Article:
"A couple of years ago, when I came to Baltimore for an operation, he took us into his home. He took me to the hospital at 6:30 in the morning, to make sure everything was OK.

"To give you an idea how people relate to Chuck, a young girl working at the hospital came over and said, 'I'll take good care of your friend if you give me your autograph.' Before he was finished signing, there were six or eight people asking for his autograph -- at 6:30 in the morning.

"I feel very fortunate that we have a very close relationship," said Van Roby, who accompanied Thompson to Cooperstown on Thursday. "You don't get to make that many -- and I consider Chuck the closest friend I have."

Buck Mann grew up and still lives on the Eastern Shore, where he is an Ocean City councilman. Although he's met Thompson on several occasions, he is like the vast majority of those who identify with him -- a fan.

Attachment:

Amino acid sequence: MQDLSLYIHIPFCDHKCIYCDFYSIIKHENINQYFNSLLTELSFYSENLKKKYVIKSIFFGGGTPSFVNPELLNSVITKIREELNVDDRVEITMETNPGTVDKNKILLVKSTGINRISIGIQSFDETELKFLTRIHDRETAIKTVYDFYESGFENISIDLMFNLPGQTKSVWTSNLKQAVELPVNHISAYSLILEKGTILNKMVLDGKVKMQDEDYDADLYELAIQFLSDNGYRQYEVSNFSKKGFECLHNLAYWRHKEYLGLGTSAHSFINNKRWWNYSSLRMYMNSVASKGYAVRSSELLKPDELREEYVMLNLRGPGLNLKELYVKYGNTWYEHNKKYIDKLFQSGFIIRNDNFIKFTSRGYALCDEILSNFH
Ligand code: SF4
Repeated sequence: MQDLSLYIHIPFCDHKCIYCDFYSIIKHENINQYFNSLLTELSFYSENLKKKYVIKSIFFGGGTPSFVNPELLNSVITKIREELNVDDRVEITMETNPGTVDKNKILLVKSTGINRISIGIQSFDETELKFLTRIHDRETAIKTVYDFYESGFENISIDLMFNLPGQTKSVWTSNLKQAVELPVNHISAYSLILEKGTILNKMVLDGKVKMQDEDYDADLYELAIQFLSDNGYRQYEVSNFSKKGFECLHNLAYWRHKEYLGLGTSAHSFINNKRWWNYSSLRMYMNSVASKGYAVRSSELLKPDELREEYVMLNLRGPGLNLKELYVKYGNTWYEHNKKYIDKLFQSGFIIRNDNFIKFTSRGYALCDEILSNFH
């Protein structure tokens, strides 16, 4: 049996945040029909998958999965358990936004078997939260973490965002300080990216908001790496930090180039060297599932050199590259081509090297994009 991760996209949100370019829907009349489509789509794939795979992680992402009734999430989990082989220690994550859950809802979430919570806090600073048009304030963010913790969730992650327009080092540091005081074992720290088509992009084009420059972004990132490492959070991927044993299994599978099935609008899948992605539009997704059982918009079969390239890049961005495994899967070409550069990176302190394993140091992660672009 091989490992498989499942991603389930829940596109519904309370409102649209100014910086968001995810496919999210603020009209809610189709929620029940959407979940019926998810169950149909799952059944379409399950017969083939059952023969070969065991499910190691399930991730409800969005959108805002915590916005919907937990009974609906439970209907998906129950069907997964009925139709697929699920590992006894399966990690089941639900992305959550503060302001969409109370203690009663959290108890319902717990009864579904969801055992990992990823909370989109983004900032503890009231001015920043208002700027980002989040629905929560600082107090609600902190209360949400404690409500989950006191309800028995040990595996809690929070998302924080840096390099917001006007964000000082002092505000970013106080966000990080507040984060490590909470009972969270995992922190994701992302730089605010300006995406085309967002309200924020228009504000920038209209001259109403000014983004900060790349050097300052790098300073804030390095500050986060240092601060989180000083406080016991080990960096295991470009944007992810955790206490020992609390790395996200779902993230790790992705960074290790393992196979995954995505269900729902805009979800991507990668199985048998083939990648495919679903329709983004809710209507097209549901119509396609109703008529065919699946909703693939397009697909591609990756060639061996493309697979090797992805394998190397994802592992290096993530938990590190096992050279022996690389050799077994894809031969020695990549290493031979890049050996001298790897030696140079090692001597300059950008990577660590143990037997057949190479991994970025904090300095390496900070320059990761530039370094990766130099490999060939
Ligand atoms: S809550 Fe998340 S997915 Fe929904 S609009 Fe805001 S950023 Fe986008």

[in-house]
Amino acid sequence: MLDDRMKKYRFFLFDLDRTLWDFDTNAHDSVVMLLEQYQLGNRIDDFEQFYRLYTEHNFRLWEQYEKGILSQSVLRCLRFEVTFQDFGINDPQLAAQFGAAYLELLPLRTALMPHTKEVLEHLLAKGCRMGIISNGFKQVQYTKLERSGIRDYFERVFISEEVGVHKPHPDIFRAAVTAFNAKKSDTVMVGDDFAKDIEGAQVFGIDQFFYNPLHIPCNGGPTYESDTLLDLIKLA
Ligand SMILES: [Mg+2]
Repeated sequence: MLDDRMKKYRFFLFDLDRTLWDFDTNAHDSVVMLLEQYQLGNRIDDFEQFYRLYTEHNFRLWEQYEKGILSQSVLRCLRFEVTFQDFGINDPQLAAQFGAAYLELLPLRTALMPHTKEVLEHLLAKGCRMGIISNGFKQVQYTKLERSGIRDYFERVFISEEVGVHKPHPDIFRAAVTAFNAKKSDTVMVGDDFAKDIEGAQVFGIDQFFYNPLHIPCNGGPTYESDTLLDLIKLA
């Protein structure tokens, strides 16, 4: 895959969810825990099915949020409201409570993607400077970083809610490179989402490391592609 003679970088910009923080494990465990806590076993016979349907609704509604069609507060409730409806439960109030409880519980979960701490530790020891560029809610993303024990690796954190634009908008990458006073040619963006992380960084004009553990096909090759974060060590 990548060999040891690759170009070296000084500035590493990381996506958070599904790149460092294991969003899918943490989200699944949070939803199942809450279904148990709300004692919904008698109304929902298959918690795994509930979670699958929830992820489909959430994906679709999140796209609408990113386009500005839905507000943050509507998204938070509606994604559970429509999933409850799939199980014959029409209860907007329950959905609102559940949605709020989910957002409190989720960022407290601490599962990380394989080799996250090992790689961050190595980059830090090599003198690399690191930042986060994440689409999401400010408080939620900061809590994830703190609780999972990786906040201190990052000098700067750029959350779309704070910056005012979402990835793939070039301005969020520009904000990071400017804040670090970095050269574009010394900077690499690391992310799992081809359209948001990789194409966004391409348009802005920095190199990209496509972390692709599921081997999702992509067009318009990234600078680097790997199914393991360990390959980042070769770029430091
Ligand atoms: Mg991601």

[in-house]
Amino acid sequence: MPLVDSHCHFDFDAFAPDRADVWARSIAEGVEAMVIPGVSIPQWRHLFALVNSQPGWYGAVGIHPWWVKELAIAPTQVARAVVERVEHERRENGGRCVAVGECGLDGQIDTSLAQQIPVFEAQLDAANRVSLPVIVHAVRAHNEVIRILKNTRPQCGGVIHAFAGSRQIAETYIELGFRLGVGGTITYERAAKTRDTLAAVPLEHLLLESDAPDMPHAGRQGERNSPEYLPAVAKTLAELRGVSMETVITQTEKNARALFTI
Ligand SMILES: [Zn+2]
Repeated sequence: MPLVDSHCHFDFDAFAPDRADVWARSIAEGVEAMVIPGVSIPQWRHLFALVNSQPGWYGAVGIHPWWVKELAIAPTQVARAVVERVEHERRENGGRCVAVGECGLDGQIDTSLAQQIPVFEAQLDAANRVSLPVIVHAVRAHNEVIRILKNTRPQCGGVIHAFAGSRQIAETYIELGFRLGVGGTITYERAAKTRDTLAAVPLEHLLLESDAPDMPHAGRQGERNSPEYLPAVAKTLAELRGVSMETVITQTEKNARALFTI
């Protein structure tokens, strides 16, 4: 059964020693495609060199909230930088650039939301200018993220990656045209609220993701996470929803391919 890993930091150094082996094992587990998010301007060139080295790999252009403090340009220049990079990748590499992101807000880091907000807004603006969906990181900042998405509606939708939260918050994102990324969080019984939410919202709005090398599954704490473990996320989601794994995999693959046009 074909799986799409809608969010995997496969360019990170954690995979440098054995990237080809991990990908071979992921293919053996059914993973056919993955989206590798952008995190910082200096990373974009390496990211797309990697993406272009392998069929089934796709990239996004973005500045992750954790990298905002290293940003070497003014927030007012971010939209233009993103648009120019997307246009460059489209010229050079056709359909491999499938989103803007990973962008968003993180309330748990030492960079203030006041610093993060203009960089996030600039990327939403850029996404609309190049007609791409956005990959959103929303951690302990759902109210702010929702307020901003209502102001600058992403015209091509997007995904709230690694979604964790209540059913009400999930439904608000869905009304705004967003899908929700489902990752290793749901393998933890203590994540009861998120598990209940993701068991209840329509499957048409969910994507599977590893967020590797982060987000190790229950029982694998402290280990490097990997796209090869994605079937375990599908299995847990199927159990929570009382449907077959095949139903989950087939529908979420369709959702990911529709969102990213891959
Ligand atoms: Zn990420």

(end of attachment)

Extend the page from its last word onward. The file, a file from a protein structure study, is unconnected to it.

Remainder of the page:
"Chuck is the man, it seems like he's always been the voice of sports in Maryland," Mann said. "Everybody grew up listening to him.

"When you think of Baltimore, you think of Chuck. He's a big part of the community. He's just one of us, which is one reason we're so proud of him. This is a great tribute, and I think we all feel we can share in it with him."

Growing with Baltimore

Since coming out of his self-imposed retirement -- even though he never seemed to be away because he would fill in on occasion -- Thompson's acceptance has been greater than ever. It hasn't gone unnoticed.

"I think maybe a lot of people close to my generation looked at it as though an old friend was back -- and isn't it nice he's still around," Thompson said.

Still, it took his selection for the Frick award and a spot in Cooperstown for Thompson to see the entire picture. "I always had the feeling that once I spoke into the microphone, the words just disappeared on the other side," he said.